Lawn tasks to ‘avoid’ for healthy spring grass or risk ‘bare patches’

Home Depot: How to ready your lawn for Spring

We use your sign-up to provide content in ways you’ve consented to and to improve our understanding of you. This may include adverts from us and 3rd parties based on our understanding. You can unsubscribe at any time. More info

Whether gardeners like it or not they’re going to have to change up their routine a bit during winter. Generally this is a great time of year for anyone who finds gardening a bit of a drag as there’s not a whole lot to do. For those who want to keep your garden in check though, there are some winter lawn care jobs you can still carry out even on the coldest days – some are even best saved for this time of year. spoke to gardening expert Angela Slater at Hayes Garden World, who has shared a few tips on how to ensure lawns stay healthy throughout winter and until spring.

Avoid walking on lawns

She advised: “If the lawn is wet and waterlogged make sure you avoid walking over it as this can cause compaction and lead to even greater problems.

“A healthy lawn needs a good even distribution of air pockets to allow the grass to thrive and if the soil is compacted the grass cannot grow and you will be left with soil like concrete and bare patches.”

If gardeners notice that their lawn is suffering during wet, muddy weather, they are recommended to lay stepping stones through it to allow easy access. This is to ensure the grass stays healthy without causing damage by walking over it.

Walking on the grass when it is frosty can also be very damaging, warned Angela. This can also leave gardeners with “compacted patches” they will need to re-seed in the spring.

She said: “Do not walk on the grass if it is frosted as you will break the grass which can lead to brown patches.”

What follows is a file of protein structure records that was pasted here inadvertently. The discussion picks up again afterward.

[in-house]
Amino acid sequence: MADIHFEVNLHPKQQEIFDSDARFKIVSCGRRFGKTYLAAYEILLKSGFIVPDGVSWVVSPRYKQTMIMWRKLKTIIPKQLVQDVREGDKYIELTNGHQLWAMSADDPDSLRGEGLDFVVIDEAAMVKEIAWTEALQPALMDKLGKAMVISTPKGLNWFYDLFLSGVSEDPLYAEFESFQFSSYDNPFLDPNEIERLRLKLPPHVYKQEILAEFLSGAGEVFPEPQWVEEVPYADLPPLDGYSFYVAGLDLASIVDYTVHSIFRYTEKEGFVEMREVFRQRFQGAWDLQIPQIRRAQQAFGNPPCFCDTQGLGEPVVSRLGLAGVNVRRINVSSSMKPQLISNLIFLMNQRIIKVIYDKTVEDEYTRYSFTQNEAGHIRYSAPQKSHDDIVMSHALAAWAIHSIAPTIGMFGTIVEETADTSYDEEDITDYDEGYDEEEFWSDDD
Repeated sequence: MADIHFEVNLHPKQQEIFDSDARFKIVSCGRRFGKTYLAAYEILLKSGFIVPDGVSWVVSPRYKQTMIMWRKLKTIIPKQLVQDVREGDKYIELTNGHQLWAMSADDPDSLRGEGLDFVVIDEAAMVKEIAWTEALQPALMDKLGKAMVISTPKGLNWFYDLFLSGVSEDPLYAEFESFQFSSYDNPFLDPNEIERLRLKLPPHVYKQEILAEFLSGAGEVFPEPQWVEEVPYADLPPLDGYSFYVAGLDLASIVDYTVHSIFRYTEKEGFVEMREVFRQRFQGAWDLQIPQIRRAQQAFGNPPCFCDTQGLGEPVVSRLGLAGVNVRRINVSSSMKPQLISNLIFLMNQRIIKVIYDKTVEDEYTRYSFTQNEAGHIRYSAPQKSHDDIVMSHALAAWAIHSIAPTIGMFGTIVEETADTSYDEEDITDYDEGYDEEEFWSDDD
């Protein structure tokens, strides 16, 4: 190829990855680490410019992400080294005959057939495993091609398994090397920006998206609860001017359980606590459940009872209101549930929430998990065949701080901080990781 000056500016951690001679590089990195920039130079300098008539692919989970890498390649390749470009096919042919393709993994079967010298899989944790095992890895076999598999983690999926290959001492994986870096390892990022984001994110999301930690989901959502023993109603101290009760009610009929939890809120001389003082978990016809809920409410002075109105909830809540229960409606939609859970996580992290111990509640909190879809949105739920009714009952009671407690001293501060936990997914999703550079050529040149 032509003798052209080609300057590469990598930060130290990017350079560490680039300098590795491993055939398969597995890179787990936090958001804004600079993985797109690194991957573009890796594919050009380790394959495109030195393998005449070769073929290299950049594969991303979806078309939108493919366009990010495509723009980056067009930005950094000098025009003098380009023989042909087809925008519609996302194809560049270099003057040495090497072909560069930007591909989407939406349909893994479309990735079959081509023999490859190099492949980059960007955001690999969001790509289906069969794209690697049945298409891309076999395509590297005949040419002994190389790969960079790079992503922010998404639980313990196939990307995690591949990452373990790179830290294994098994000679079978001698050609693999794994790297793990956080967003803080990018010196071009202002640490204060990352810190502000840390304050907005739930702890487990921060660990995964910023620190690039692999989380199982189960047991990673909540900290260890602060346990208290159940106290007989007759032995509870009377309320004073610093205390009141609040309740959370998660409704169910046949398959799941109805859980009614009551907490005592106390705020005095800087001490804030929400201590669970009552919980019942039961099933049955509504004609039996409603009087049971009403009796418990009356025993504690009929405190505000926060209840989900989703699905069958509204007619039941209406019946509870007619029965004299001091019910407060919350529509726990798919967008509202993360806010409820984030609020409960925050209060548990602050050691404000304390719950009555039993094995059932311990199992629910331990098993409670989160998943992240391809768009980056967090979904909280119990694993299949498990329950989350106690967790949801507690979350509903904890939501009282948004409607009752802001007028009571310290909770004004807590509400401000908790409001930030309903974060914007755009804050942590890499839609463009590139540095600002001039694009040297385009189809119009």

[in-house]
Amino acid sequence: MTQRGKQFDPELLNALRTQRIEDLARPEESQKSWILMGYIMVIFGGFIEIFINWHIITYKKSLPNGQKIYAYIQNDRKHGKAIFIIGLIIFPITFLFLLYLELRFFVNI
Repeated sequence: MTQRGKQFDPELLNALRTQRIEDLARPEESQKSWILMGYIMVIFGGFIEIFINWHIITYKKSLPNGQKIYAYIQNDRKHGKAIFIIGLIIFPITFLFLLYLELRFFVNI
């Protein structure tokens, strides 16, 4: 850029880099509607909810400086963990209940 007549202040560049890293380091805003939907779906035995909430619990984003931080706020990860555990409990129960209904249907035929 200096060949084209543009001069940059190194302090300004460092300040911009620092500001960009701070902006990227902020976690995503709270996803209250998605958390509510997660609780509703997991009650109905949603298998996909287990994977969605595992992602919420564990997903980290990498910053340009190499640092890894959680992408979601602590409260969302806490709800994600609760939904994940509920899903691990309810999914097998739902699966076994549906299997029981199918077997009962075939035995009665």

For those who are suffering from brown patches on their grass, they can easily repair it using edges or patches with turves cut out from other areas of the garden.

The Royal Horticultural Society (RHS) then recommends cutting all lawn edges to crisp up its appearance, and save work next season.

Avoid keeping leaves on lawns

As well as not walking across the lawn, Angela advised gardeners to rake up leaves as soon as they accumulate as they can block the light, which can result in bare patches appearing on the grass.

Four ‘vital’ mistakes to avoid a house sale ‘falling through’ [EXPRET]
Eliminate yellow stains from toilet seats with ‘magic’ household item [TIPS]
Latest Government laws on wood burning stoves – avoid £1,000 fine [INSIGHT]

She said: “Don’t leave leaves on the lawn as you will be left with unsightly patches in the spring which may need re-seeding to bring them back to life. Always clear everything off the lawn in the autumn. This includes garden furniture, children’s toys and garden equipment.”

The leaves also prevent moisture reaching the grass, which limits its growth. To ensure a lush green lawn by spring, regularly brush or lightly rake leaves during the winter season to keep it free of debris.

Avoid leaving moss on lawns

When raking up the leaves, gardeners should also deal with any present moss that is growing on their lawn.

Angela said: “If you have mossy patches on the lawn, now is the time to do something about them. Using a spring tine rake, drag off as much moss as you can then go over it with a fork making lots of small holes. 

“Get some horticultural sand or John Innes soil-based compost and brush it into the holes to improve the drainage.

“The last thing you want is water sitting on the lawn over winter. If the result is a patchy lawn, wait until spring before scattering over some seed.”

Avoid using fertiliser

While autumn and spring are great times to treat lawns, avoid using fertiliser during winter. 

Due to the cold weather, grass may grow slower or have stopped growing altogether, meaning it won’t be able to recover from treatments.

The expert said: “Don’t feed your lawn in winter. The grass isn’t growing, so it isn’t taking up any nutrients. These will just get leeched out of the soil and be wasted.”

Avoid dogs urinating on lawns

In the winter lawns are especially sensitive. Dog urine, along with a number of other possible factors, can easily kill your lawn if allowed to do so. 

Angela urged: “If you have a female dog, don’t let it use the lawn as a toilet, otherwise you will be left with yellow patches which will need re-seeding.”

However, if your dog has used the lawn as a toilet, it can help to add a mixture of water and sugar to the soil in order to encourage microactivity. This, in turn, will help wash away the added urine to prevent brown spots more efficiently, according to the lawn pros at Revive.

Source: Read Full Article